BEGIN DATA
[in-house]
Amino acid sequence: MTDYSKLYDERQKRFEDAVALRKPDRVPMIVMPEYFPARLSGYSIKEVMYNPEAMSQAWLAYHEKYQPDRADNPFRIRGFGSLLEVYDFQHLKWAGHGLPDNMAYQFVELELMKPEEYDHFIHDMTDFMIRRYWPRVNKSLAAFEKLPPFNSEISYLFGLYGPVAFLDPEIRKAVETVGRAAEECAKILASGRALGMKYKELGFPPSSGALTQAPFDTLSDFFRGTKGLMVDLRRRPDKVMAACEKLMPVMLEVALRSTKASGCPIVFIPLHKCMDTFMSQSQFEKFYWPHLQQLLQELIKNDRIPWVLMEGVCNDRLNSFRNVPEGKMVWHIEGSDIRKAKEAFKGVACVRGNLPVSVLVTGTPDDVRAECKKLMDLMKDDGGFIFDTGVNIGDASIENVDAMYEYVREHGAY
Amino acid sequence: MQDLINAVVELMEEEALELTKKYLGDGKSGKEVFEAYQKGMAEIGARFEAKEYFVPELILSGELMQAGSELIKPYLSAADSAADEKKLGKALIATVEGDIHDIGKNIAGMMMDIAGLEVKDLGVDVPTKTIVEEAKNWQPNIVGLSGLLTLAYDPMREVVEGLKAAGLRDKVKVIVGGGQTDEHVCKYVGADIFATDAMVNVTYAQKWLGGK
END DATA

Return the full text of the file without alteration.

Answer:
[in-house]
Amino acid sequence: MTDYSKLYDERQKRFEDAVALRKPDRVPMIVMPEYFPARLSGYSIKEVMYNPEAMSQAWLAYHEKYQPDRADNPFRIRGFGSLLEVYDFQHLKWAGHGLPDNMAYQFVELELMKPEEYDHFIHDMTDFMIRRYWPRVNKSLAAFEKLPPFNSEISYLFGLYGPVAFLDPEIRKAVETVGRAAEECAKILASGRALGMKYKELGFPPSSGALTQAPFDTLSDFFRGTKGLMVDLRRRPDKVMAACEKLMPVMLEVALRSTKASGCPIVFIPLHKCMDTFMSQSQFEKFYWPHLQQLLQELIKNDRIPWVLMEGVCNDRLNSFRNVPEGKMVWHIEGSDIRKAKEAFKGVACVRGNLPVSVLVTGTPDDVRAECKKLMDLMKDDGGFIFDTGVNIGDASIENVDAMYEYVREHGAY
Amino acid sequence: MQDLINAVVELMEEEALELTKKYLGDGKSGKEVFEAYQKGMAEIGARFEAKEYFVPELILSGELMQAGSELIKPYLSAADSAADEKKLGKALIATVEGDIHDIGKNIAGMMMDIAGLEVKDLGVDVPTKTIVEEAKNWQPNIVGLSGLLTLAYDPMREVVEGLKAAGLRDKVKVIVGGGQTDEHVCKYVGADIFATDAMVNVTYAQKWLGGK